Conservatism in Computer Science

I have attended a seminar discussing how to encourage reproducability in scientific research of the Internet. Obviously, everybody agrees that it is desirable that research findings are reproduced by independent studies (and I mean reproduced and not just repeated although repeated is more than nothing). The question, however, is how to get there. For me this is largely an issue of incentives and I am sure there are a couple of things that can be done to increase incentives to reproduce research. I particularly liked the idea to organize repathons, reproducability hackathons where students reproducing work can meet authors of papers they are trying to reproduce and I believe research funding organizations will need to use their power to make it easier to reproduce researchs.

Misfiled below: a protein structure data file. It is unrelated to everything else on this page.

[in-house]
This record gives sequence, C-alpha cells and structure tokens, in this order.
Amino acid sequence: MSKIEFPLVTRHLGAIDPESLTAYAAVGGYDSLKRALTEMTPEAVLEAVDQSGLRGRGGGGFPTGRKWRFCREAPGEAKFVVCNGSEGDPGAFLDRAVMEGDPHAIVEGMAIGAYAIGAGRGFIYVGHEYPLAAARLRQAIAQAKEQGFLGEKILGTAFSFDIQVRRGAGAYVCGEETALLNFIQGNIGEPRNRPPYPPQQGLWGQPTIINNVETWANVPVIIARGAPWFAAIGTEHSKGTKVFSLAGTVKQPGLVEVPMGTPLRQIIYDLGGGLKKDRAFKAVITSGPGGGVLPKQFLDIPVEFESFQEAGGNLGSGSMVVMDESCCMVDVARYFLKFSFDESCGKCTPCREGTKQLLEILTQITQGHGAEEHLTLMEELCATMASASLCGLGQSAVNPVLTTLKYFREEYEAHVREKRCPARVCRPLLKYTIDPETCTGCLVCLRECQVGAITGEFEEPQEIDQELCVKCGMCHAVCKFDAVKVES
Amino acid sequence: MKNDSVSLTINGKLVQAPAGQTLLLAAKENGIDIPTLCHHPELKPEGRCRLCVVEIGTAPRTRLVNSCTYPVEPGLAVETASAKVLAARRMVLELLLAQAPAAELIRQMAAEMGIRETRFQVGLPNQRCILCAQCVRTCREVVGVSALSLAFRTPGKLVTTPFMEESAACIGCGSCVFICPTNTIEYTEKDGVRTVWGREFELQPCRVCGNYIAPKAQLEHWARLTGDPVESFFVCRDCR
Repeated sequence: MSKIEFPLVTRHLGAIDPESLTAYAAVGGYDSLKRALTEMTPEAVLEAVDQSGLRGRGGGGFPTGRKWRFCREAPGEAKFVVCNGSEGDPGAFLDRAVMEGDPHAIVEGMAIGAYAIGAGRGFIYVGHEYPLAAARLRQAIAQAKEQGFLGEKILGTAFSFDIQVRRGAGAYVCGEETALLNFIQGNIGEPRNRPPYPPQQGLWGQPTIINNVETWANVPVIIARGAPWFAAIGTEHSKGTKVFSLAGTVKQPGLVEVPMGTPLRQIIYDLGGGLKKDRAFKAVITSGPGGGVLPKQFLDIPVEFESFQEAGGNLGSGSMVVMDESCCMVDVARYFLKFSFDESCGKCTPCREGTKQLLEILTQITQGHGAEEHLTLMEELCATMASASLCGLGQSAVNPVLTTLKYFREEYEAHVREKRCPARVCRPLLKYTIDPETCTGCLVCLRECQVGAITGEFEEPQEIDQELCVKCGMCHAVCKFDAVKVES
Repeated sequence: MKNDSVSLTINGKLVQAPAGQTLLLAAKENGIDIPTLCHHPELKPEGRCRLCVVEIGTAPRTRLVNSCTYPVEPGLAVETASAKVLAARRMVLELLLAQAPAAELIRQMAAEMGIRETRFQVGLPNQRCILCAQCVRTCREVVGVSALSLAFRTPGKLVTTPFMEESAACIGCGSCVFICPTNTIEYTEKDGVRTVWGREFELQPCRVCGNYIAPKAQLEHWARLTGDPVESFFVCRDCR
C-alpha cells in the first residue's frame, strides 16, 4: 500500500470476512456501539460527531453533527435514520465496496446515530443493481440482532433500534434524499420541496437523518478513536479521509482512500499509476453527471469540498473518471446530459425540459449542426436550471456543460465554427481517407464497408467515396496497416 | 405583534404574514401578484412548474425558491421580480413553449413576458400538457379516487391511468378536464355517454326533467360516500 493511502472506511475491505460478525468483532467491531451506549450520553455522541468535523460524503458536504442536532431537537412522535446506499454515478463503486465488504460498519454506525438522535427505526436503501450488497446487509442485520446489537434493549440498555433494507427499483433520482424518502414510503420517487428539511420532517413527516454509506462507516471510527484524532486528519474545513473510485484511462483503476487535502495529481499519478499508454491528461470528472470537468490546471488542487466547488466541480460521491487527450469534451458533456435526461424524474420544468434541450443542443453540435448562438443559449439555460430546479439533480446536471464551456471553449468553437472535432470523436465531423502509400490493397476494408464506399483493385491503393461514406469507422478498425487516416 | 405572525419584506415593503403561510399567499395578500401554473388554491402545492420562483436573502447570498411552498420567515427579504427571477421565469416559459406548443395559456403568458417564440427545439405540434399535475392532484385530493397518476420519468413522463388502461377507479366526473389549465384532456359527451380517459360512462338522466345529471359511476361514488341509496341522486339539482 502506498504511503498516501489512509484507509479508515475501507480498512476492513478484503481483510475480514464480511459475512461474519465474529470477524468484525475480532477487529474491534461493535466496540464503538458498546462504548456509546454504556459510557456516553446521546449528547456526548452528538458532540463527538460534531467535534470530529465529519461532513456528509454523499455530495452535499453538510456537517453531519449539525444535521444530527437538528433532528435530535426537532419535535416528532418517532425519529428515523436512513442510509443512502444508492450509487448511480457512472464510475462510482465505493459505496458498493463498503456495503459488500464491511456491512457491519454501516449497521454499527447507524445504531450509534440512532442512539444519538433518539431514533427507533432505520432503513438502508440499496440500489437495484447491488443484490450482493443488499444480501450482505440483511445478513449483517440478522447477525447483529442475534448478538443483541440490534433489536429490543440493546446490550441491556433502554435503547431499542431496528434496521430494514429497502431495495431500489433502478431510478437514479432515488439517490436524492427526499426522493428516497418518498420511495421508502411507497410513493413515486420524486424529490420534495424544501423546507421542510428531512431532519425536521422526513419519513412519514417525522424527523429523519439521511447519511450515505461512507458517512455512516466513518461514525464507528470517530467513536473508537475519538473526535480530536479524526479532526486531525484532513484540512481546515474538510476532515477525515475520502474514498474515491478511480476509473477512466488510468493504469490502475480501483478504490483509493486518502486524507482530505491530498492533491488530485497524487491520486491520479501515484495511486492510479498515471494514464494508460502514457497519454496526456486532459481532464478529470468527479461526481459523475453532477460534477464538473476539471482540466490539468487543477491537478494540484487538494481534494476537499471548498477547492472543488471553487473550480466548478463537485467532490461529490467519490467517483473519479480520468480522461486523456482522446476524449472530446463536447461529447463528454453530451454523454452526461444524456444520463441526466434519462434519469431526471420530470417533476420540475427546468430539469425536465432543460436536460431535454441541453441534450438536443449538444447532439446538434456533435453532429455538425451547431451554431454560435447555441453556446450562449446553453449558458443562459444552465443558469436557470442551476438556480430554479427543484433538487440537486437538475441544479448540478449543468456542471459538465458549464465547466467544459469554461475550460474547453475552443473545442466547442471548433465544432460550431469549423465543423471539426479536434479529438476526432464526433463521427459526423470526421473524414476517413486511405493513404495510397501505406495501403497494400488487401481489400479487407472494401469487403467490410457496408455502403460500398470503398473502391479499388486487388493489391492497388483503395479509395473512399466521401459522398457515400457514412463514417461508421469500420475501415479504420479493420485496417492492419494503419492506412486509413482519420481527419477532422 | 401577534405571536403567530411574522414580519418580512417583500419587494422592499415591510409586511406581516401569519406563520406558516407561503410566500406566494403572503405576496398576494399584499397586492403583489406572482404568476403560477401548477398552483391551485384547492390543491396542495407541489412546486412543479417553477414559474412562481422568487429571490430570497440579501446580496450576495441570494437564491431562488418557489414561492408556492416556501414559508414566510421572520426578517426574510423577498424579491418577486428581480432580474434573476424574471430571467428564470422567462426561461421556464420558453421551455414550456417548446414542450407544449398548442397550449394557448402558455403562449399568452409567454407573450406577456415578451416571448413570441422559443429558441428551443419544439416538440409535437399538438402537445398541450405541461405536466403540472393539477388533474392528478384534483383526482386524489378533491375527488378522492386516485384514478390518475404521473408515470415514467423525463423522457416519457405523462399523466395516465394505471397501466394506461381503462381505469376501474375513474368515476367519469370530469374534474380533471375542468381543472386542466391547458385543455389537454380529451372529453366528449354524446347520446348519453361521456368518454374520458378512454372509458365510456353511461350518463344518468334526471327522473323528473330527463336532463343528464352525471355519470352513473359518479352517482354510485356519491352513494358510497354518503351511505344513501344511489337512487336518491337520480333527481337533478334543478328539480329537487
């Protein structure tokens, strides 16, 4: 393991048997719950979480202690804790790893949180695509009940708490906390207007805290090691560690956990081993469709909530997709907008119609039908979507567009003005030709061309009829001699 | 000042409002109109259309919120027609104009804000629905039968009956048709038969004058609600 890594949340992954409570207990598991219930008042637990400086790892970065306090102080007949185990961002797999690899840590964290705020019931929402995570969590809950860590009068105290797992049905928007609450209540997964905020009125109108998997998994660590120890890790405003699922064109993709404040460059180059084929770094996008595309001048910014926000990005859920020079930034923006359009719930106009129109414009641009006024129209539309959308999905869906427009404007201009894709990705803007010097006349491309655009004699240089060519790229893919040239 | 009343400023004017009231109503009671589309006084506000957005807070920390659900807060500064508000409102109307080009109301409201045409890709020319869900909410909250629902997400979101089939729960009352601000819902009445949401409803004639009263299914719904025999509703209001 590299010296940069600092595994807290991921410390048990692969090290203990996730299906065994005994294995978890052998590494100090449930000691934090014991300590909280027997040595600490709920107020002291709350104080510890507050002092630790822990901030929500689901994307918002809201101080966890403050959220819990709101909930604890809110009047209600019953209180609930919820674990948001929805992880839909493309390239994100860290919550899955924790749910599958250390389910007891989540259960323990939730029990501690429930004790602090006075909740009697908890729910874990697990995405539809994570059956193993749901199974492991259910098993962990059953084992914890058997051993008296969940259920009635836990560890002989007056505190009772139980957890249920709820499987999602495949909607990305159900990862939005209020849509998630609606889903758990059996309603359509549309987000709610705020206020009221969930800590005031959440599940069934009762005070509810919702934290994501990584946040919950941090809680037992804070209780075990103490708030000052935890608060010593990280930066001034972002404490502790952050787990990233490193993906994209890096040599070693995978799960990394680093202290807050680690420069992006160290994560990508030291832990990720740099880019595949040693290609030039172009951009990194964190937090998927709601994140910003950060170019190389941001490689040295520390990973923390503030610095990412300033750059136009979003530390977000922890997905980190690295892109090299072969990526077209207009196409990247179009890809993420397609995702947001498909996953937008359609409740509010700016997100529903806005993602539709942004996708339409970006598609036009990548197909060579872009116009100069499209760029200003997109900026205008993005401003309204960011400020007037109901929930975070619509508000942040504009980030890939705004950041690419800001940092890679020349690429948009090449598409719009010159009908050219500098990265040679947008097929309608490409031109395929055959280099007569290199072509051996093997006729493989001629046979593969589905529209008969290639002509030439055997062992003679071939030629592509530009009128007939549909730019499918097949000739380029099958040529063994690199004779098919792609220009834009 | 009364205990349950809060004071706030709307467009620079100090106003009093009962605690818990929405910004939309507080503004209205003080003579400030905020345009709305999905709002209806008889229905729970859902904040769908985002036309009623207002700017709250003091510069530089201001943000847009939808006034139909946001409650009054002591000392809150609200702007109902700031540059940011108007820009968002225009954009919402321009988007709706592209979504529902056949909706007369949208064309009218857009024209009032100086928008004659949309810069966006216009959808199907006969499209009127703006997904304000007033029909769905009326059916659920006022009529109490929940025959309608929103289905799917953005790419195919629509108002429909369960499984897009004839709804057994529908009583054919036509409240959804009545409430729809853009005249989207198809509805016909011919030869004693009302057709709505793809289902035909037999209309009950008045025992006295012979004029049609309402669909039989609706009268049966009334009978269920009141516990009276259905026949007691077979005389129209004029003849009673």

What strikes me as odd, however, is how conservative and traditional some solution proposals were. Some people suggest tight hierarchical control structures to deal with possible side effects and misuse scenarios completely ignoring that there systems that work by essentially crowd sourcing the problem. An example is StackExchange, which uses reputation metrics to rank most useful answers. Other scientific communities tend to be much more open to pick up novel systems like ResearchGate, a social network for scientists and researchers. It seems computer scientists are among the last to eat their own dogfood while other disciplines seem to be much more open to use the technologies that the Internet provides.